Private Label Trade Names on American Pocket Watches: The Non-Magnetic Watch Company: Part 43: The Swiss Operation – The Adjusters
The business operation of the Geneva Non-Magnetic Watch Company in Switzerland was more complex than most American watch factories. Production spanned several factories, with many different companies working together to manufacture the non-magnetic watches for the American market.
In January 1888, James Haswell visited the offices and factories managed by the company and published a summary in the March 1888 issue of The Horological Journal.
The factory adjustments applied to the movements manufactured by the Non-Magnetic Watch Company were critical to the company’s success. Palladium hairsprings are heavier than steel, requiring more skill to implement positional adjustments.
According to Haswell, this adjustment work was led by Charles-Auguste Paillard, Alexis Favre, and Marius Favre, representing some of the most skilled adjusters in Switzerland:
“It will be seen from the foregoing that nothing has been spared that would enhance the quality or facilitate the production of these watches. The best methods and the best men have been requisitioned. M. C.A. Paillard, Messrs. Alexis and Marius Favre, and others – the best known and most successful adjusters of Geneva – are exclusively occupied in this work, and with the settled conviction that it is the most important introduction that has been made in horology during this century.”James Haswell, March 1888 issue of The Horological Journal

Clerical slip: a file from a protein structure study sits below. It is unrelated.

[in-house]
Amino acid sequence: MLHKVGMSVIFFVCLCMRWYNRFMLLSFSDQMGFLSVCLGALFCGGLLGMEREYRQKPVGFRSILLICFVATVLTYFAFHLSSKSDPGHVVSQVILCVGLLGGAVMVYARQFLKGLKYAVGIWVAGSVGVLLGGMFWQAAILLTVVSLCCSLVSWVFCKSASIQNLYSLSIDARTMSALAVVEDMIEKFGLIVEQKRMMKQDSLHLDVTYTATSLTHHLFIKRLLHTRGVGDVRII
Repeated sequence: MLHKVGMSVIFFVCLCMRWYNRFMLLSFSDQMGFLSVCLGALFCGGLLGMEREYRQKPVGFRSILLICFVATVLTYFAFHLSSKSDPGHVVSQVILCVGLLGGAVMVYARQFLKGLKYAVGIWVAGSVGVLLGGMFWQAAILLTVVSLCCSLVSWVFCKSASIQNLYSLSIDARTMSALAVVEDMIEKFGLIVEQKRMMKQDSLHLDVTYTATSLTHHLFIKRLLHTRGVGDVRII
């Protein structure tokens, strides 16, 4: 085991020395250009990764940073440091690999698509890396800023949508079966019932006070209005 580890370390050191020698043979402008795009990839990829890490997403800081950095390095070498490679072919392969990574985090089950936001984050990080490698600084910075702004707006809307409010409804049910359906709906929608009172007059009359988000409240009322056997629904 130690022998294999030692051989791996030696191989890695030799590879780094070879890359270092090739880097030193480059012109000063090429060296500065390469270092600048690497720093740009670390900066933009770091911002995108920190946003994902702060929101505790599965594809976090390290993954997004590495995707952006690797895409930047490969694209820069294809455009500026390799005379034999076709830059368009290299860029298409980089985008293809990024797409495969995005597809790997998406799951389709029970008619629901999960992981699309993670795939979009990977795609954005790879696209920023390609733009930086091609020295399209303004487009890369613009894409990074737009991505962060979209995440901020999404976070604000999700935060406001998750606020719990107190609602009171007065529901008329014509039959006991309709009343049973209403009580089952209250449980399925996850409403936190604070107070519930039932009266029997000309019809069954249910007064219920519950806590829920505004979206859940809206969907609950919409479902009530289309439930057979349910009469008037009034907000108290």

Alexis Favre was exceptionally talented, outperforming other master adjusters in various rate competitions. His expertise was so valuable that the company offered a premium grade, personally adjusted by Alexis Favre to the standards required by the Geneva Observatory.
The Grade No. 100 Extra was identical to the Grade 71 in all other respects. However, the Grade No. 100 Extra was adjusted by Favre and demanded a price of $125 in the 1888 company catalog, representing a $35 premium over the standard Grade No. 71. The movement adjusted by Alexis Favre would cost approximately $3,500 in the modern economy.
The 1888 catalog description for the premium grade draws attention to the master adjuster:
“No. 100 Extra – This Movement is the same in detail of description as “No. 71”. It is finely finished throughout, beautifully damaskeened and is especially adjusted by Alexis Favre, the most celebrated adjuster in Geneva, for the requirements of Class “A” Geneva Observatory. Each movement is accompanied by a Certificate of Rate.”1888 Catalog Description of the Grade No. 100 Extra Adjusted by Alexis Favre
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